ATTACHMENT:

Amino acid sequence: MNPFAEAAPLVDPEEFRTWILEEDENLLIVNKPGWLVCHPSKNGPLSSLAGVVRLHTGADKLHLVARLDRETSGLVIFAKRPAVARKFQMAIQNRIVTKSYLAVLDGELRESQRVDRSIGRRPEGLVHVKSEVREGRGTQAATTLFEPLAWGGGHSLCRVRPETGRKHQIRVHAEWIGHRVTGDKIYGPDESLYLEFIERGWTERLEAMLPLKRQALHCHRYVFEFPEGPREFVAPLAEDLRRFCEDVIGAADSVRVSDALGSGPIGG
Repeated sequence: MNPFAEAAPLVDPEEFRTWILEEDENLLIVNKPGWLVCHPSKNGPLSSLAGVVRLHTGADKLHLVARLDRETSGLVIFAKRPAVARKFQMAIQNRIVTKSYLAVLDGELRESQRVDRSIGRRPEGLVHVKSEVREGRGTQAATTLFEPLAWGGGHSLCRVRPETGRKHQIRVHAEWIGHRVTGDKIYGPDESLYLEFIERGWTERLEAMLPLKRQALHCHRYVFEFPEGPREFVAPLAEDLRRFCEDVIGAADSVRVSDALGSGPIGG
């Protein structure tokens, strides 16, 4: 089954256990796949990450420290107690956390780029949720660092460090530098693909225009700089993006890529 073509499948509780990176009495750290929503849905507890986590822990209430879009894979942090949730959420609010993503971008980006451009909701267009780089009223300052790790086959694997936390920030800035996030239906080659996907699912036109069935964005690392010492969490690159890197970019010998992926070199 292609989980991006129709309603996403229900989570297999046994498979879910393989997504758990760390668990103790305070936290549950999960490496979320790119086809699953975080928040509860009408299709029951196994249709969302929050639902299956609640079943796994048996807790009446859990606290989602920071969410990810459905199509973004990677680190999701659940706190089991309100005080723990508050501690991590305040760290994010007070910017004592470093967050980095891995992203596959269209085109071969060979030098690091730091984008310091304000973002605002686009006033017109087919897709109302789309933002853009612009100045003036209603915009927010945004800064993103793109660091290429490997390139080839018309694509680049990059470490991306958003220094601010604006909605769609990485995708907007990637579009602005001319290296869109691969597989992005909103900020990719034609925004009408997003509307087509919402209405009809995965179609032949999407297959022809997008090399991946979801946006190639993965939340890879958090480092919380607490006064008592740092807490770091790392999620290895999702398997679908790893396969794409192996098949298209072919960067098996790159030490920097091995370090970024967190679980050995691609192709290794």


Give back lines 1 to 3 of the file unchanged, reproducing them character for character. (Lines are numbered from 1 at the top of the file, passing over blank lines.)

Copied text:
Amino acid sequence: MNPFAEAAPLVDPEEFRTWILEEDENLLIVNKPGWLVCHPSKNGPLSSLAGVVRLHTGADKLHLVARLDRETSGLVIFAKRPAVARKFQMAIQNRIVTKSYLAVLDGELRESQRVDRSIGRRPEGLVHVKSEVREGRGTQAATTLFEPLAWGGGHSLCRVRPETGRKHQIRVHAEWIGHRVTGDKIYGPDESLYLEFIERGWTERLEAMLPLKRQALHCHRYVFEFPEGPREFVAPLAEDLRRFCEDVIGAADSVRVSDALGSGPIGG
Repeated sequence: MNPFAEAAPLVDPEEFRTWILEEDENLLIVNKPGWLVCHPSKNGPLSSLAGVVRLHTGADKLHLVARLDRETSGLVIFAKRPAVARKFQMAIQNRIVTKSYLAVLDGELRESQRVDRSIGRRPEGLVHVKSEVREGRGTQAATTLFEPLAWGGGHSLCRVRPETGRKHQIRVHAEWIGHRVTGDKIYGPDESLYLEFIERGWTERLEAMLPLKRQALHCHRYVFEFPEGPREFVAPLAEDLRRFCEDVIGAADSVRVSDALGSGPIGG
């Protein structure tokens, strides 16, 4: 089954256990796949990450420290107690956390780029949720660092460090530098693909225009700089993006890529 073509499948509780990176009495750290929503849905507890986590822990209430879009894979942090949730959420609010993503971008980006451009909701267009780089009223300052790790086959694997936390920030800035996030239906080659996907699912036109069935964005690392010492969490690159890197970019010998992926070199 292609989980991006129709309603996403229900989570297999046994498979879910393989997504758990760390668990103790305070936290549950999960490496979320790119086809699953975080928040509860009408299709029951196994249709969302929050639902299956609640079943796994048996807790009446859990606290989602920071969410990810459905199509973004990677680190999701659940706190089991309100005080723990508050501690991590305040760290994010007070910017004592470093967050980095891995992203596959269209085109071969060979030098690091730091984008310091304000973002605002686009006033017109087919897709109302789309933002853009612009100045003036209603915009927010945004800064993103793109660091290429490997390139080839018309694509680049990059470490991306958003220094601010604006909605769609990485995708907007990637579009602005001319290296869109691969597989992005909103900020990719034609925004009408997003509307087509919402209405009809995965179609032949999407297959022809997008090399991946979801946006190639993965939340890879958090480092919380607490006064008592740092807490770091790392999620290895999702398997679908790893396969794409192996098949298209072919960067098996790159030490920097091995370090970024967190679980050995691609192709290794």